Age, Biography and Wiki
Yuki Kihara was born on 1975 in Samoa. Discover Yuki Kihara's Biography, Age, Height, Physical Stats, Dating/Affairs, Family and career updates. Learn How rich is She in this year and how She spends money? Also learn how She earned most of networth at the age of 45 years old?
|Age||46 years old|
We recommend you to check the complete list of Famous People born on . She is a member of famous with the age 46 years old group.
Yuki Kihara Height, Weight & Measurements
At 46 years old, Yuki Kihara height not available right now. We will update Yuki Kihara's Height, weight, Body Measurements, Eye Color, Hair Color, Shoe & Dress size soon as possible.
|Body Measurements||Not Available|
|Eye Color||Not Available|
|Hair Color||Not Available|
Dating & Relationship status
She is currently single. She is not dating anyone. We don't have much information about She's past relationship and any previous engaged. According to our Database, She has no children.
Yuki Kihara Net Worth
Her net worth has been growing significantly in 2020-2021. So, how much is Yuki Kihara worth at the age of 46 years old? Yuki Kihara’s income source is mostly from being a successful . She is from Samoa. We have estimated Yuki Kihara's net worth, money, salary, income, and assets.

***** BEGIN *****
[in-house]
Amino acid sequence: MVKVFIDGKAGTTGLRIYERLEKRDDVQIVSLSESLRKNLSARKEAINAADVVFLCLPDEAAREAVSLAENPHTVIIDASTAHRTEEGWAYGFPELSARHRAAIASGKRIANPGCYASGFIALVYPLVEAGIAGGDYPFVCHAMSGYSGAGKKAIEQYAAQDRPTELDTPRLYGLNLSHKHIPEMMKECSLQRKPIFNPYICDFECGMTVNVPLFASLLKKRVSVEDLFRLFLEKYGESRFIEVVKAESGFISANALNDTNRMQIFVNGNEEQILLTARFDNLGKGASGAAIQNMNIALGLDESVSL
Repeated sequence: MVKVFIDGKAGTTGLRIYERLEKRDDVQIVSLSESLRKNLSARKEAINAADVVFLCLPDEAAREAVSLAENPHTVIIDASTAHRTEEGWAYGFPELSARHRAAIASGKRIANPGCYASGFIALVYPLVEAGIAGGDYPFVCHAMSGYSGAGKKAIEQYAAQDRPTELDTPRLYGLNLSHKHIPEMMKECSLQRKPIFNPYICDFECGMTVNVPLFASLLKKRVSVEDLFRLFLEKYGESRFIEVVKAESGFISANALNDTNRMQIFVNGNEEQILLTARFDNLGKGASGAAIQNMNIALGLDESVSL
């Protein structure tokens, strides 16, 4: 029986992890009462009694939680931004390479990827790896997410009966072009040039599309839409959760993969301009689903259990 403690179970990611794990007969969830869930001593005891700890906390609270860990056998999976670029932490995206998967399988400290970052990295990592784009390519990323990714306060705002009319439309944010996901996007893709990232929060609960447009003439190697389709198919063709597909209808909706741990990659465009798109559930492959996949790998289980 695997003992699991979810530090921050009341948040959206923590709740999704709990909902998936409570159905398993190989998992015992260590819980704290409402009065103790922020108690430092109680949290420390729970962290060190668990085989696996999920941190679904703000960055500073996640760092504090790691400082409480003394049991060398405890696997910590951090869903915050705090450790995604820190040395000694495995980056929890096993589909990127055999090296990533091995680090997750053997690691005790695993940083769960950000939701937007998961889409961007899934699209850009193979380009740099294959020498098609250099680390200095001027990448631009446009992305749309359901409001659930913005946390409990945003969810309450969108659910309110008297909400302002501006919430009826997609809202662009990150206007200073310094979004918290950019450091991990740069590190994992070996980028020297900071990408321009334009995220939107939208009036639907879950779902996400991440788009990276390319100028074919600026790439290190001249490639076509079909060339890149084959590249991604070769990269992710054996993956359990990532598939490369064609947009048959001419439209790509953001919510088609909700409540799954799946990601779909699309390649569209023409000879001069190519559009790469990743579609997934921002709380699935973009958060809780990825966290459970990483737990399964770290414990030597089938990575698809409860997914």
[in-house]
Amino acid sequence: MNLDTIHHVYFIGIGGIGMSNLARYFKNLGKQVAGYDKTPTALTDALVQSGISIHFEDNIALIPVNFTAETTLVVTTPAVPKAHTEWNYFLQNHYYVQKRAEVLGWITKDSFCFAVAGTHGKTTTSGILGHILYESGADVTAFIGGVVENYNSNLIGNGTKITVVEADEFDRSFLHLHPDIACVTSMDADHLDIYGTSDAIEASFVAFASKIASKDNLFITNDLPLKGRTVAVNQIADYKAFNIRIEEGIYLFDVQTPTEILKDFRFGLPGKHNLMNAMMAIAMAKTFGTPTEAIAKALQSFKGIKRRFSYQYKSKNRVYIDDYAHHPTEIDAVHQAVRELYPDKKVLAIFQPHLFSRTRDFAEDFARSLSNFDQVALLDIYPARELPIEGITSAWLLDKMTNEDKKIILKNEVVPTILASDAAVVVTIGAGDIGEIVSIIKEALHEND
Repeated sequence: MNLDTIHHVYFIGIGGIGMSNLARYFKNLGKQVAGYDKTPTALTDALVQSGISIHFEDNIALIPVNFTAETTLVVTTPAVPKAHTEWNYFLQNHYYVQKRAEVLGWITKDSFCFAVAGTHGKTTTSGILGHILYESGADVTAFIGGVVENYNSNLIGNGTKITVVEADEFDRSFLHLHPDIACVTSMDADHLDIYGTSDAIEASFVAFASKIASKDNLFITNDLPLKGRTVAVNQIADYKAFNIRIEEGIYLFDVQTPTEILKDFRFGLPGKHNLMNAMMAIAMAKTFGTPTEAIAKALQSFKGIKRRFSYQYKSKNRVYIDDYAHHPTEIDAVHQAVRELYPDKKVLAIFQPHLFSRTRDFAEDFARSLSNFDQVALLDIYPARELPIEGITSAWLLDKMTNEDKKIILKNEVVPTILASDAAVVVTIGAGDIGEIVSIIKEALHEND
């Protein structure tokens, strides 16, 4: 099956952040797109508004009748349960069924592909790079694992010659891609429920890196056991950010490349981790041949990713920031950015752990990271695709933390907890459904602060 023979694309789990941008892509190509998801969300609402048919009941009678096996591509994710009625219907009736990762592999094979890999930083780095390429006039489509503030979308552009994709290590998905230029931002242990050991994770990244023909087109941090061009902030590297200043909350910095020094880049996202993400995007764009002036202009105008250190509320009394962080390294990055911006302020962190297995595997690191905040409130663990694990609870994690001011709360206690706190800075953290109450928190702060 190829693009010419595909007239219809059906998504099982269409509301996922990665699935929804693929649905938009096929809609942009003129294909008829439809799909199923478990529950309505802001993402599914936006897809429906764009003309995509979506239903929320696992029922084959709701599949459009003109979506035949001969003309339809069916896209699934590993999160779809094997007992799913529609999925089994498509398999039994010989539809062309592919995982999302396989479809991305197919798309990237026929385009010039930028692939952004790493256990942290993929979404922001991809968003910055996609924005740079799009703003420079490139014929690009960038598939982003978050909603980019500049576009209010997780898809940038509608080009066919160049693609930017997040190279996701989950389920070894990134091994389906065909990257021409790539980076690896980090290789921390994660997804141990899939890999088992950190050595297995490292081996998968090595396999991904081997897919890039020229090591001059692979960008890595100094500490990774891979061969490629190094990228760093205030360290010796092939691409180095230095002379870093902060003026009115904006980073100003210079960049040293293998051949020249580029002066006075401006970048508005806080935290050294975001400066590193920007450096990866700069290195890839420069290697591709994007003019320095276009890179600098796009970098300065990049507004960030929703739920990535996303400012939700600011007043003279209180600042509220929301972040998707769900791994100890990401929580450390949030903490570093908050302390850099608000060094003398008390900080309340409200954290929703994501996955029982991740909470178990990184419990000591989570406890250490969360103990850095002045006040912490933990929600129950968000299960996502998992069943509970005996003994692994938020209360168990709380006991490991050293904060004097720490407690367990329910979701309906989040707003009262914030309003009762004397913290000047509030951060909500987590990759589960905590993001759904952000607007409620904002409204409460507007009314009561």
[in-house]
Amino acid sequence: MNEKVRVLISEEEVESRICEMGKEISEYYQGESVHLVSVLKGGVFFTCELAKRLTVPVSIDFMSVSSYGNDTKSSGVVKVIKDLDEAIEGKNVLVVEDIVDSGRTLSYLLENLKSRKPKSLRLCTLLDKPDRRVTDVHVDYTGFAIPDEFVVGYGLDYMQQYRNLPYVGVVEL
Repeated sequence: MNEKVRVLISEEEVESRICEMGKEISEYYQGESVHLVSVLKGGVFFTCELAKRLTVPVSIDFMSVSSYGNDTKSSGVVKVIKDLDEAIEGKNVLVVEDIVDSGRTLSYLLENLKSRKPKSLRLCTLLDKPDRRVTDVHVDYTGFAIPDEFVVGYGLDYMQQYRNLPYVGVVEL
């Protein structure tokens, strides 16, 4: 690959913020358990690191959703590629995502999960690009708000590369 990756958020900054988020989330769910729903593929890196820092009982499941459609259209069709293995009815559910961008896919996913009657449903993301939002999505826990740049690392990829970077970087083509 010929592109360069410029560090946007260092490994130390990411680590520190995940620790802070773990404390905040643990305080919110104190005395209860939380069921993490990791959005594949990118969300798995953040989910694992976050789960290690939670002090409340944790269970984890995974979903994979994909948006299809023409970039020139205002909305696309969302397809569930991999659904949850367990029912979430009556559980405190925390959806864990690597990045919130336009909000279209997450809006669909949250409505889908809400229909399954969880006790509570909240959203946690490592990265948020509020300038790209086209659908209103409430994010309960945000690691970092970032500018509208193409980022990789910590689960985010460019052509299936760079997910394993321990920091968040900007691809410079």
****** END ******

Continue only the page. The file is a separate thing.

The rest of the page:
|Net Worth in 2021||$1 Million - $5 Million|
|Salary in 2020||Under Review|
|Net Worth in 2019||Pending|
|Salary in 2019||Under Review|
|Source of Income|
Yuki Kihara Social Network
|Wikipedia||Yuki Kihara Wikipedia|
As a curator, Kihara curated a number of exhibitions, among others, including ‘Hand in Hand’ (1999) co-curated with Jenny Fraser featuring over 30 queer Indigenous artists across Oceania presented between Boomalli Aboriginal Arts Collective and Performance Space as part of The Sydney Gay Mardi Gras. She also collaborated with Banaban scholar and artist Katerina Teaiwa on Project Banaba, at Carriageworks, NSW, Australia, November–December 2017. The project continues to tour;‘Project Banaba’ was recently presented at MTG Hawke's Bay Tai Ahuriri; and will be touring The Oceania Arts Centre, The University of the South Pacific in Suva, Fiji opening in November 2020.
A publication entitled ‘Samoan Queer Lives’ featuring 14 autobiographical chapters from Fa’afafine & LGBTIQ+ Samoans based in Sāmoa, American Sāmoa, Australia, Aotearoa New Zealand, Hawai’i & Turtle Island USA co-edited by Kihara and Dan Taulapapa McMullin published by Little Island Press was launched in October 2018 in Apia, Upolu Island Sāmoa with the support of The New Zealand High Commission. As a writer, Kihara's essays have been published in Prestel, Cambridge Scholars Publishing and University of Hawaii Press.
Clifford, Andrew (ed), Yuki Kihara: A Study of a Samoan Savage, Te Uru Waitakere Contemporary Gallery, 2016 ISBN 9780473349684